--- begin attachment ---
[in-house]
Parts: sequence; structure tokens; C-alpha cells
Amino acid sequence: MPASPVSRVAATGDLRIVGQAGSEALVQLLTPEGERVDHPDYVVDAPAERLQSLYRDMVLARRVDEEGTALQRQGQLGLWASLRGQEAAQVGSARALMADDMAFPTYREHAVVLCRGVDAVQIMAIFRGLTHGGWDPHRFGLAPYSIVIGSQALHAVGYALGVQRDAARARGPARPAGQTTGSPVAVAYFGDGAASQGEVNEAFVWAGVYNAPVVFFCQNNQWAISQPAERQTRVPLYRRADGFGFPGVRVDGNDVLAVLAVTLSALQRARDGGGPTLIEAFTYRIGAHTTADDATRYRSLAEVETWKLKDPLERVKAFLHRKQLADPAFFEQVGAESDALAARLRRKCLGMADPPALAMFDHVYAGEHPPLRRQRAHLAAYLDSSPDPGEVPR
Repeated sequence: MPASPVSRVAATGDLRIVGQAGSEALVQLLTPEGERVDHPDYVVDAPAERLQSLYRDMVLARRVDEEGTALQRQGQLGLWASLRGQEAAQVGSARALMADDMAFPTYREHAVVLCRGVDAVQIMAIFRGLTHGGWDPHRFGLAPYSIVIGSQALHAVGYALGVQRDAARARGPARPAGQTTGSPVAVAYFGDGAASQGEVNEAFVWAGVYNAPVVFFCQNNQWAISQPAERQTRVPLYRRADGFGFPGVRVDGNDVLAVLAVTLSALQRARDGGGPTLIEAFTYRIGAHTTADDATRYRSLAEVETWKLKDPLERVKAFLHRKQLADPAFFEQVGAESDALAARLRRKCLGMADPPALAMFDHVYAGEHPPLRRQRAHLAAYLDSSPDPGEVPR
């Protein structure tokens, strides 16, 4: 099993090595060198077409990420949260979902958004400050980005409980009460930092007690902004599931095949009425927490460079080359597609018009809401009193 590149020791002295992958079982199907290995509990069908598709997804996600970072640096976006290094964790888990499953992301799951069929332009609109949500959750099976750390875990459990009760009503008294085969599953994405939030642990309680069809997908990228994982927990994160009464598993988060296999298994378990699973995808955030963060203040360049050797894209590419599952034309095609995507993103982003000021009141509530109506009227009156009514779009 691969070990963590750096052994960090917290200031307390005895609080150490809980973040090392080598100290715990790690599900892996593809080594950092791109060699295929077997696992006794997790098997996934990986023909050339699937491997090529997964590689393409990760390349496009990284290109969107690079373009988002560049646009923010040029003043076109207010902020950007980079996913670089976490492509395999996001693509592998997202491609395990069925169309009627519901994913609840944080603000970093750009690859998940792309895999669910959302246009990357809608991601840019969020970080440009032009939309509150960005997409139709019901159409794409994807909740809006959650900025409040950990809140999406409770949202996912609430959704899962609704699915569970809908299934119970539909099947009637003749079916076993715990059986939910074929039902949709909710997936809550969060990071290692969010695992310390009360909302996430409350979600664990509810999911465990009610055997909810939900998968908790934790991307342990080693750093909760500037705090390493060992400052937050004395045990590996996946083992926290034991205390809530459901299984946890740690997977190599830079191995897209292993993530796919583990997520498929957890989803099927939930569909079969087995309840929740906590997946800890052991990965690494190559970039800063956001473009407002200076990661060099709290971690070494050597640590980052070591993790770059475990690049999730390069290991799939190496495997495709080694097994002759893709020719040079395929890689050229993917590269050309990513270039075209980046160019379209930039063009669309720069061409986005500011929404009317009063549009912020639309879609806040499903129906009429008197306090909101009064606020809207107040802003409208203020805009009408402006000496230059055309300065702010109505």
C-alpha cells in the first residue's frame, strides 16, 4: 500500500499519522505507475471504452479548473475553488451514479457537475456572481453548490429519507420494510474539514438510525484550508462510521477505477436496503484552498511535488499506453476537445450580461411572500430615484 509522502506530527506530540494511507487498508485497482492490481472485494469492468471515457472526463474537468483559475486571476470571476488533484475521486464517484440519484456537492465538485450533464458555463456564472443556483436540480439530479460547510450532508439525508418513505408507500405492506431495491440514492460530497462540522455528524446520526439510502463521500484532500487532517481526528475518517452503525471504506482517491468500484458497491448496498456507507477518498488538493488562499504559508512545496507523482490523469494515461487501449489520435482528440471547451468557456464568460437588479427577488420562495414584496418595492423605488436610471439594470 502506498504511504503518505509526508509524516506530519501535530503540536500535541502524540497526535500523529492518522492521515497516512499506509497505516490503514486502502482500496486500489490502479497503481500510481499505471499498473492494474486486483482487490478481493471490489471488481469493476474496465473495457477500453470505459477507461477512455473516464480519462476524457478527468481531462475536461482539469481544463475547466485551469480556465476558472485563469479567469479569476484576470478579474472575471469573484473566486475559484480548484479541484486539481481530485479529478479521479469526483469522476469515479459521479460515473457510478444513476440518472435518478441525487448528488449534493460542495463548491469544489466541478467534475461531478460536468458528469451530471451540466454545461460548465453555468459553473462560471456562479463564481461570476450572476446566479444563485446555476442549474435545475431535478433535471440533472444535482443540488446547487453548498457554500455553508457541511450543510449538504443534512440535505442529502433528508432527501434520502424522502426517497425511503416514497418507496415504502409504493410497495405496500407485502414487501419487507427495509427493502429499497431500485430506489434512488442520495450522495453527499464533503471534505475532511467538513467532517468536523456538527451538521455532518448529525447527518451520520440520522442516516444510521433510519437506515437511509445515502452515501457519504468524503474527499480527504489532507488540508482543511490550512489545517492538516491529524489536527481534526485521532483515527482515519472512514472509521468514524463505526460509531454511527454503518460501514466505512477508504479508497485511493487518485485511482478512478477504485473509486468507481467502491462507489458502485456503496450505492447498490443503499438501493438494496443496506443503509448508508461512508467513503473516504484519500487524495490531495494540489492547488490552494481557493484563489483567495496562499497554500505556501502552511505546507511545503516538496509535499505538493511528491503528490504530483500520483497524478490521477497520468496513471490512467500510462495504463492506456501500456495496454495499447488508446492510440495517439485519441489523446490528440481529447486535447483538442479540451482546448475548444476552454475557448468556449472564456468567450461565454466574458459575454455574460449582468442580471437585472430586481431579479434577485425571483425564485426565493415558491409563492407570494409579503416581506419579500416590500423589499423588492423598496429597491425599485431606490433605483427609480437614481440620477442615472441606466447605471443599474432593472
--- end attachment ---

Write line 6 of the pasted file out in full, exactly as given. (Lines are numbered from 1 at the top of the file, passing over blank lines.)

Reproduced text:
C-alpha cells in the first residue's frame, strides 16, 4: 500500500499519522505507475471504452479548473475553488451514479457537475456572481453548490429519507420494510474539514438510525484550508462510521477505477436496503484552498511535488499506453476537445450580461411572500430615484 509522502506530527506530540494511507487498508485497482492490481472485494469492468471515457472526463474537468483559475486571476470571476488533484475521486464517484440519484456537492465538485450533464458555463456564472443556483436540480439530479460547510450532508439525508418513505408507500405492506431495491440514492460530497462540522455528524446520526439510502463521500484532500487532517481526528475518517452503525471504506482517491468500484458497491448496498456507507477518498488538493488562499504559508512545496507523482490523469494515461487501449489520435482528440471547451468557456464568460437588479427577488420562495414584496418595492423605488436610471439594470 502506498504511504503518505509526508509524516506530519501535530503540536500535541502524540497526535500523529492518522492521515497516512499506509497505516490503514486502502482500496486500489490502479497503481500510481499505471499498473492494474486486483482487490478481493471490489471488481469493476474496465473495457477500453470505459477507461477512455473516464480519462476524457478527468481531462475536461482539469481544463475547466485551469480556465476558472485563469479567469479569476484576470478579474472575471469573484473566486475559484480548484479541484486539481481530485479529478479521479469526483469522476469515479459521479460515473457510478444513476440518472435518478441525487448528488449534493460542495463548491469544489466541478467534475461531478460536468458528469451530471451540466454545461460548465453555468459553473462560471456562479463564481461570476450572476446566479444563485446555476442549474435545475431535478433535471440533472444535482443540488446547487453548498457554500455553508457541511450543510449538504443534512440535505442529502433528508432527501434520502424522502426517497425511503416514497418507496415504502409504493410497495405496500407485502414487501419487507427495509427493502429499497431500485430506489434512488442520495450522495453527499464533503471534505475532511467538513467532517468536523456538527451538521455532518448529525447527518451520520440520522442516516444510521433510519437506515437511509445515502452515501457519504468524503474527499480527504489532507488540508482543511490550512489545517492538516491529524489536527481534526485521532483515527482515519472512514472509521468514524463505526460509531454511527454503518460501514466505512477508504479508497485511493487518485485511482478512478477504485473509486468507481467502491462507489458502485456503496450505492447498490443503499438501493438494496443496506443503509448508508461512508467513503473516504484519500487524495490531495494540489492547488490552494481557493484563489483567495496562499497554500505556501502552511505546507511545503516538496509535499505538493511528491503528490504530483500520483497524478490521477497520468496513471490512467500510462495504463492506456501500456495496454495499447488508446492510440495517439485519441489523446490528440481529447486535447483538442479540451482546448475548444476552454475557448468556449472564456468567450461565454466574458459575454455574460449582468442580471437585472430586481431579479434577485425571483425564485426565493415558491409563492407570494409579503416581506419579500416590500423589499423588492423598496429597491425599485431606490433605483427609480437614481440620477442615472441606466447605471443599474432593472